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Some children who are accurately diagnosed in early childhood with autism lose the symptoms and the diagnosis as they grow older, a study supported by the National Institutes of Health has confirmed.
Based on prior findings, researchers propose that depressed levels of insulin-like growth factor (IGF) in the blood of newborns could potentially serve as a biomarker for the later development of autism.
Using fMRI for before-and-after analysis, a team of researchers discovered positive changes in brain activity in children with autism who received a particular type of behavioral therapy.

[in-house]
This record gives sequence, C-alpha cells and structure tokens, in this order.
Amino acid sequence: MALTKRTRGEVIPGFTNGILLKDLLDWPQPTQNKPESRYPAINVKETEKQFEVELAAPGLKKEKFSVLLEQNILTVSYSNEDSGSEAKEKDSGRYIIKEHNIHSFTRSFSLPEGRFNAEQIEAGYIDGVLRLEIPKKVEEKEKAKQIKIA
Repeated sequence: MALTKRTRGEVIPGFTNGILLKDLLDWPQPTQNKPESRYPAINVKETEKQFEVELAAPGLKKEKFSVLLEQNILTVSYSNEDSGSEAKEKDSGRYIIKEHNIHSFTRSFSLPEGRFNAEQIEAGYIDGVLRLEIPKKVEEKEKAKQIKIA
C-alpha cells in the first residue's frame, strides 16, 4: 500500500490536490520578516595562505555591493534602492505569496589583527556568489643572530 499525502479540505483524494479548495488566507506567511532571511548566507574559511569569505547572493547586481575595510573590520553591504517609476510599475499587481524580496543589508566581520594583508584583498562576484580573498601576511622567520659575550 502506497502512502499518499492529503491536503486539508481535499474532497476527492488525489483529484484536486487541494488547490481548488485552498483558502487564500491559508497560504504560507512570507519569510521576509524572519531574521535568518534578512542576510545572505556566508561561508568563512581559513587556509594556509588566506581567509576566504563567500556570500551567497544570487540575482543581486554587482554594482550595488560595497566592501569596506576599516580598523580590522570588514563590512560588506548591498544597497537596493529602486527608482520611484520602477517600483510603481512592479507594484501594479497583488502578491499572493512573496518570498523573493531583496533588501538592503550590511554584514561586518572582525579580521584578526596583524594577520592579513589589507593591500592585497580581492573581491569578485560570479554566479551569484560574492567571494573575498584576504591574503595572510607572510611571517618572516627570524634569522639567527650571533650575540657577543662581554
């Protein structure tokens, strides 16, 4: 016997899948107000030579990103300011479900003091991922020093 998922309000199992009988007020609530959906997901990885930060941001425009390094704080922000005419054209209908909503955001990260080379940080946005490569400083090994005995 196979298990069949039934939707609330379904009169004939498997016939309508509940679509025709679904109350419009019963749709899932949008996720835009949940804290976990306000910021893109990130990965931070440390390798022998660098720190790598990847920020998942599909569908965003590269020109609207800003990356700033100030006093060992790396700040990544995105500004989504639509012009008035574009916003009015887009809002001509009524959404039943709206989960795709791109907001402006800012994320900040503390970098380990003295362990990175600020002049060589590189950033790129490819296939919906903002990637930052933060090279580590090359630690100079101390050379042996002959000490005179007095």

In a recent study, researchers report children with autism had higher levels of several toxic metals in their blood and urine compared to typical children.
Researchers find that, compared with neurotypical children, those with autism have multiple redundant connections between neighboring brain areas at the expense of long-distance links.
A new study reveals 70 percent of children diagnosed with autism spectrum disorders, and who have a history of severe language delay, achieved fluent speech by the age of eight.